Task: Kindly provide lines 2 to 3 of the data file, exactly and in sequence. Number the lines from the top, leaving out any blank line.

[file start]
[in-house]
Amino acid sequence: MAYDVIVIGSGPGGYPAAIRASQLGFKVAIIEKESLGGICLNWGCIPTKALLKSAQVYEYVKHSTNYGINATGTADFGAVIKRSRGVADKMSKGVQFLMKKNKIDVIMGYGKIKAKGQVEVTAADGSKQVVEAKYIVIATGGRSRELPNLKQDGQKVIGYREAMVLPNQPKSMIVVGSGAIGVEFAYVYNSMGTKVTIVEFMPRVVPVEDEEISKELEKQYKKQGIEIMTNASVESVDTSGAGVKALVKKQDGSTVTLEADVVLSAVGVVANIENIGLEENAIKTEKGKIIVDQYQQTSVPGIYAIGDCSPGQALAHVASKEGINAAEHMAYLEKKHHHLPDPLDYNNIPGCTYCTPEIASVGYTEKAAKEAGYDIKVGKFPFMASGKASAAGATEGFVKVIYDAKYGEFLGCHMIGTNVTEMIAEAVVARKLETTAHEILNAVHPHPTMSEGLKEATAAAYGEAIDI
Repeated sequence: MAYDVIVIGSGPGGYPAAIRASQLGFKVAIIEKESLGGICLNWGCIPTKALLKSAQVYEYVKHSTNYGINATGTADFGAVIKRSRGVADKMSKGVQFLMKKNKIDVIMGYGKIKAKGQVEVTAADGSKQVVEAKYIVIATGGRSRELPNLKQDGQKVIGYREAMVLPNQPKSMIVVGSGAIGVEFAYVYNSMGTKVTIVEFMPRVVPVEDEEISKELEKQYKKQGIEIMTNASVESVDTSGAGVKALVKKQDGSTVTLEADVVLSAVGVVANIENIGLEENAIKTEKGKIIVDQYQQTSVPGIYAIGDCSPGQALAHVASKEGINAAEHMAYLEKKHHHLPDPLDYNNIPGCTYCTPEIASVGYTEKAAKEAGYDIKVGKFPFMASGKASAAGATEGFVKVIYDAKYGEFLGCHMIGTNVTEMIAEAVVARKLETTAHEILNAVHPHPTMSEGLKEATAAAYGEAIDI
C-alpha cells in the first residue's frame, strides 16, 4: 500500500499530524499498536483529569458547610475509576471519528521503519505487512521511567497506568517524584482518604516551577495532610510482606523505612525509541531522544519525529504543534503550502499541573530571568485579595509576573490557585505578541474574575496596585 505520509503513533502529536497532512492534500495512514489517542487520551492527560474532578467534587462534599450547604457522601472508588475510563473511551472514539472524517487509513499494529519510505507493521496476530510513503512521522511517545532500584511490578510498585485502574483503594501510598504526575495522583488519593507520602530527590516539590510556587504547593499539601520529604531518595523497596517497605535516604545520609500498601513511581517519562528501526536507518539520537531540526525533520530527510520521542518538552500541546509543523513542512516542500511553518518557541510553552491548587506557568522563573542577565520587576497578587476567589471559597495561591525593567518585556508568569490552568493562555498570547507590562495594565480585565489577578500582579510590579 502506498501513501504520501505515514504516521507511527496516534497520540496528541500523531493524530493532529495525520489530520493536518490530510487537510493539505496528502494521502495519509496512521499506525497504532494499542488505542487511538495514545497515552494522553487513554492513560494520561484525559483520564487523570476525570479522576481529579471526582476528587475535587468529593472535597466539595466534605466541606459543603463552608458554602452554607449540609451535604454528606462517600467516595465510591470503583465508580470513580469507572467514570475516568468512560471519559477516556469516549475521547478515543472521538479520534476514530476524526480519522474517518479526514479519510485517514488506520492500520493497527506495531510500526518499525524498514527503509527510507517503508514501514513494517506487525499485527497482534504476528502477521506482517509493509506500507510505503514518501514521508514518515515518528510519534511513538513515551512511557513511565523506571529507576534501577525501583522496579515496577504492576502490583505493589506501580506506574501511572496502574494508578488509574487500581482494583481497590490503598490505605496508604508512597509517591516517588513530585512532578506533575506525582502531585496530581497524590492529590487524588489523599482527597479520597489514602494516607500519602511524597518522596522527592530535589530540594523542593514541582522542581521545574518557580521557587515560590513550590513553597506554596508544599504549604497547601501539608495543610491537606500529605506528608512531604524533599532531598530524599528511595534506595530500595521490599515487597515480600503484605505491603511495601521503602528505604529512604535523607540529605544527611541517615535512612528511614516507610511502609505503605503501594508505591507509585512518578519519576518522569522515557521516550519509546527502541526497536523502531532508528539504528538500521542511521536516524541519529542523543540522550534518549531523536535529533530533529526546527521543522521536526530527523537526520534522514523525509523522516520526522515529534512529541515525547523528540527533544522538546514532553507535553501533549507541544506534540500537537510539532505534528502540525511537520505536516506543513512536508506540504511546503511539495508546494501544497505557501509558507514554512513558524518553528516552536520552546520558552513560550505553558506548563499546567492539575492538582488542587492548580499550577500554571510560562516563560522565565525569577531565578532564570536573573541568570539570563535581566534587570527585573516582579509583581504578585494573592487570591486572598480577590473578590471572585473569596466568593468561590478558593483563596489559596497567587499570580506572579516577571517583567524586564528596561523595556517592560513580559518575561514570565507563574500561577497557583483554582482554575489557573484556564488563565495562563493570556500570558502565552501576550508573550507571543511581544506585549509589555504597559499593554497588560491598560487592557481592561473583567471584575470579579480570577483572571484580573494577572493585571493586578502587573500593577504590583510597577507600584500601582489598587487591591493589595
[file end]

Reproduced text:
Amino acid sequence: MAYDVIVIGSGPGGYPAAIRASQLGFKVAIIEKESLGGICLNWGCIPTKALLKSAQVYEYVKHSTNYGINATGTADFGAVIKRSRGVADKMSKGVQFLMKKNKIDVIMGYGKIKAKGQVEVTAADGSKQVVEAKYIVIATGGRSRELPNLKQDGQKVIGYREAMVLPNQPKSMIVVGSGAIGVEFAYVYNSMGTKVTIVEFMPRVVPVEDEEISKELEKQYKKQGIEIMTNASVESVDTSGAGVKALVKKQDGSTVTLEADVVLSAVGVVANIENIGLEENAIKTEKGKIIVDQYQQTSVPGIYAIGDCSPGQALAHVASKEGINAAEHMAYLEKKHHHLPDPLDYNNIPGCTYCTPEIASVGYTEKAAKEAGYDIKVGKFPFMASGKASAAGATEGFVKVIYDAKYGEFLGCHMIGTNVTEMIAEAVVARKLETTAHEILNAVHPHPTMSEGLKEATAAAYGEAIDI
Repeated sequence: MAYDVIVIGSGPGGYPAAIRASQLGFKVAIIEKESLGGICLNWGCIPTKALLKSAQVYEYVKHSTNYGINATGTADFGAVIKRSRGVADKMSKGVQFLMKKNKIDVIMGYGKIKAKGQVEVTAADGSKQVVEAKYIVIATGGRSRELPNLKQDGQKVIGYREAMVLPNQPKSMIVVGSGAIGVEFAYVYNSMGTKVTIVEFMPRVVPVEDEEISKELEKQYKKQGIEIMTNASVESVDTSGAGVKALVKKQDGSTVTLEADVVLSAVGVVANIENIGLEENAIKTEKGKIIVDQYQQTSVPGIYAIGDCSPGQALAHVASKEGINAAEHMAYLEKKHHHLPDPLDYNNIPGCTYCTPEIASVGYTEKAAKEAGYDIKVGKFPFMASGKASAAGATEGFVKVIYDAKYGEFLGCHMIGTNVTEMIAEAVVARKLETTAHEILNAVHPHPTMSEGLKEATAAAYGEAIDI